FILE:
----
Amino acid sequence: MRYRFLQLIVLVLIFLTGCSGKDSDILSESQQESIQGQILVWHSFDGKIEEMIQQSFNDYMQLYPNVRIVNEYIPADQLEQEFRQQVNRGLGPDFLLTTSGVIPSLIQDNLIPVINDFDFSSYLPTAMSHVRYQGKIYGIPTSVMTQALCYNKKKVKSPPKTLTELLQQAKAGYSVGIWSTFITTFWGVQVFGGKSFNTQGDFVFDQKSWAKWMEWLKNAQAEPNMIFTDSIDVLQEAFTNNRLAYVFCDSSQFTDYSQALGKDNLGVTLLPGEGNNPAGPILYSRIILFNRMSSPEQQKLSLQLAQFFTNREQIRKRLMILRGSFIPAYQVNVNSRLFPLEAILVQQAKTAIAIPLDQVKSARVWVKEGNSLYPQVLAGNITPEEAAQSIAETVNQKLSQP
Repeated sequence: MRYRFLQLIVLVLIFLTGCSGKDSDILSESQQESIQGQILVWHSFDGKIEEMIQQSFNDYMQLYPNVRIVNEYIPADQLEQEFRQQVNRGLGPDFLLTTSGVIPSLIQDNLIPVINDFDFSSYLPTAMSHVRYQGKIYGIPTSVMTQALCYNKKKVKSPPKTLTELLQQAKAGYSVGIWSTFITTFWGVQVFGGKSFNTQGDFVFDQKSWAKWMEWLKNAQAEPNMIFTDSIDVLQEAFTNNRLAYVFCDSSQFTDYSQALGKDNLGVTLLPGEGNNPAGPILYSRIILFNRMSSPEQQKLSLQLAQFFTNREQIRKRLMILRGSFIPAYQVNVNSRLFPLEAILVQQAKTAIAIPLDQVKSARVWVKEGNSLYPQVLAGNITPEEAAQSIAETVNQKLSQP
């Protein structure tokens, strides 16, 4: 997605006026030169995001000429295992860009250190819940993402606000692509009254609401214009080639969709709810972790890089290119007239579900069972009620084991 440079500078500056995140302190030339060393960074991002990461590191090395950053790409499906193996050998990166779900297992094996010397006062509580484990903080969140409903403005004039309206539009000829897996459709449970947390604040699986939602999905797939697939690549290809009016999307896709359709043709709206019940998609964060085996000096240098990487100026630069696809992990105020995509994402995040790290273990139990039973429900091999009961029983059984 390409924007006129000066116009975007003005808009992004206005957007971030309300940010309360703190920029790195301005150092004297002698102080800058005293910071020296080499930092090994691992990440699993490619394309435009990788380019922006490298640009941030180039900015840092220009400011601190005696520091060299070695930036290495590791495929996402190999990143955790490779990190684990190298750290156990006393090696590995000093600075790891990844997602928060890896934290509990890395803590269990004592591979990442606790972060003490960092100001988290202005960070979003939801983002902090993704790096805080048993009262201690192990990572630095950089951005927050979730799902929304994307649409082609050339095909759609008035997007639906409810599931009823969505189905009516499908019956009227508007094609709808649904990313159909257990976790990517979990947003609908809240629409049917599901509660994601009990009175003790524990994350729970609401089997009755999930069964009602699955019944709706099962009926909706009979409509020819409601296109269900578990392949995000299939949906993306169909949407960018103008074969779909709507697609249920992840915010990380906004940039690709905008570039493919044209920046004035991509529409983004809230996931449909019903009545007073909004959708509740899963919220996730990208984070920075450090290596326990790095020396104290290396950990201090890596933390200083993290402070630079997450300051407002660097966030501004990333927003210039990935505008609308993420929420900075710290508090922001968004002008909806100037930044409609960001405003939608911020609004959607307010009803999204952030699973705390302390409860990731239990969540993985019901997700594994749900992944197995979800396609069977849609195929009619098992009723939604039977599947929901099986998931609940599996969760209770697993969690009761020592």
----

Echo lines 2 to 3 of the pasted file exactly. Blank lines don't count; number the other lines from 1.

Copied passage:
Repeated sequence: MRYRFLQLIVLVLIFLTGCSGKDSDILSESQQESIQGQILVWHSFDGKIEEMIQQSFNDYMQLYPNVRIVNEYIPADQLEQEFRQQVNRGLGPDFLLTTSGVIPSLIQDNLIPVINDFDFSSYLPTAMSHVRYQGKIYGIPTSVMTQALCYNKKKVKSPPKTLTELLQQAKAGYSVGIWSTFITTFWGVQVFGGKSFNTQGDFVFDQKSWAKWMEWLKNAQAEPNMIFTDSIDVLQEAFTNNRLAYVFCDSSQFTDYSQALGKDNLGVTLLPGEGNNPAGPILYSRIILFNRMSSPEQQKLSLQLAQFFTNREQIRKRLMILRGSFIPAYQVNVNSRLFPLEAILVQQAKTAIAIPLDQVKSARVWVKEGNSLYPQVLAGNITPEEAAQSIAETVNQKLSQP
């Protein structure tokens, strides 16, 4: 997605006026030169995001000429295992860009250190819940993402606000692509009254609401214009080639969709709810972790890089290119007239579900069972009620084991 440079500078500056995140302190030339060393960074991002990461590191090395950053790409499906193996050998990166779900297992094996010397006062509580484990903080969140409903403005004039309206539009000829897996459709449970947390604040699986939602999905797939697939690549290809009016999307896709359709043709709206019940998609964060085996000096240098990487100026630069696809992990105020995509994402995040790290273990139990039973429900091999009961029983059984 390409924007006129000066116009975007003005808009992004206005957007971030309300940010309360703190920029790195301005150092004297002698102080800058005293910071020296080499930092090994691992990440699993490619394309435009990788380019922006490298640009941030180039900015840092220009400011601190005696520091060299070695930036290495590791495929996402190999990143955790490779990190684990190298750290156990006393090696590995000093600075790891990844997602928060890896934290509990890395803590269990004592591979990442606790972060003490960092100001988290202005960070979003939801983002902090993704790096805080048993009262201690192990990572630095950089951005927050979730799902929304994307649409082609050339095909759609008035997007639906409810599931009823969505189905009516499908019956009227508007094609709808649904990313159909257990976790990517979990947003609908809240629409049917599901509660994601009990009175003790524990994350729970609401089997009755999930069964009602699955019944709706099962009926909706009979409509020819409601296109269900578990392949995000299939949906993306169909949407960018103008074969779909709507697609249920992840915010990380906004940039690709905008570039493919044209920046004035991509529409983004809230996931449909019903009545007073909004959708509740899963919220996730990208984070920075450090290596326990790095020396104290290396950990201090890596933390200083993290402070630079997450300051407002660097966030501004990333927003210039990935505008609308993420929420900075710290508090922001968004002008909806100037930044409609960001405003939608911020609004959607307010009803999204952030699973705390302390409860990731239990969540993985019901997700594994749900992944197995979800396609069977849609195929009619098992009723939604039977599947929901099986998931609940599996969760209770697993969690009761020592």